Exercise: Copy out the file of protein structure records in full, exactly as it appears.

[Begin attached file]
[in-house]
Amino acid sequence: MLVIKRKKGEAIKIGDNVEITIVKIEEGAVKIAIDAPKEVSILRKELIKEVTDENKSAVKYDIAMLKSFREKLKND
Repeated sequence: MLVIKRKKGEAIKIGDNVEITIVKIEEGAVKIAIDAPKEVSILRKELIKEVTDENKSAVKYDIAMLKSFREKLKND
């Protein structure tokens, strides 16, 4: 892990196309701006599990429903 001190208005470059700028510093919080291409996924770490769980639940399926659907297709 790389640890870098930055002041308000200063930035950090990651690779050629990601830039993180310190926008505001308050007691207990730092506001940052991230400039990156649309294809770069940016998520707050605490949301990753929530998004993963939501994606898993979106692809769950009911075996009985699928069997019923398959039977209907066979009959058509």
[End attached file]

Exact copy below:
[in-house]
Amino acid sequence: MLVIKRKKGEAIKIGDNVEITIVKIEEGAVKIAIDAPKEVSILRKELIKEVTDENKSAVKYDIAMLKSFREKLKND
Repeated sequence: MLVIKRKKGEAIKIGDNVEITIVKIEEGAVKIAIDAPKEVSILRKELIKEVTDENKSAVKYDIAMLKSFREKLKND
């Protein structure tokens, strides 16, 4: 892990196309701006599990429903 001190208005470059700028510093919080291409996924770490769980639940399926659907297709 790389640890870098930055002041308000200063930035950090990651690779050629990601830039993180310190926008505001308050007691207990730092506001940052991230400039990156649309294809770069940016998520707050605490949301990753929530998004993963939501994606898993979106692809769950009911075996009985699928069997019923398959039977209907066979009959058509």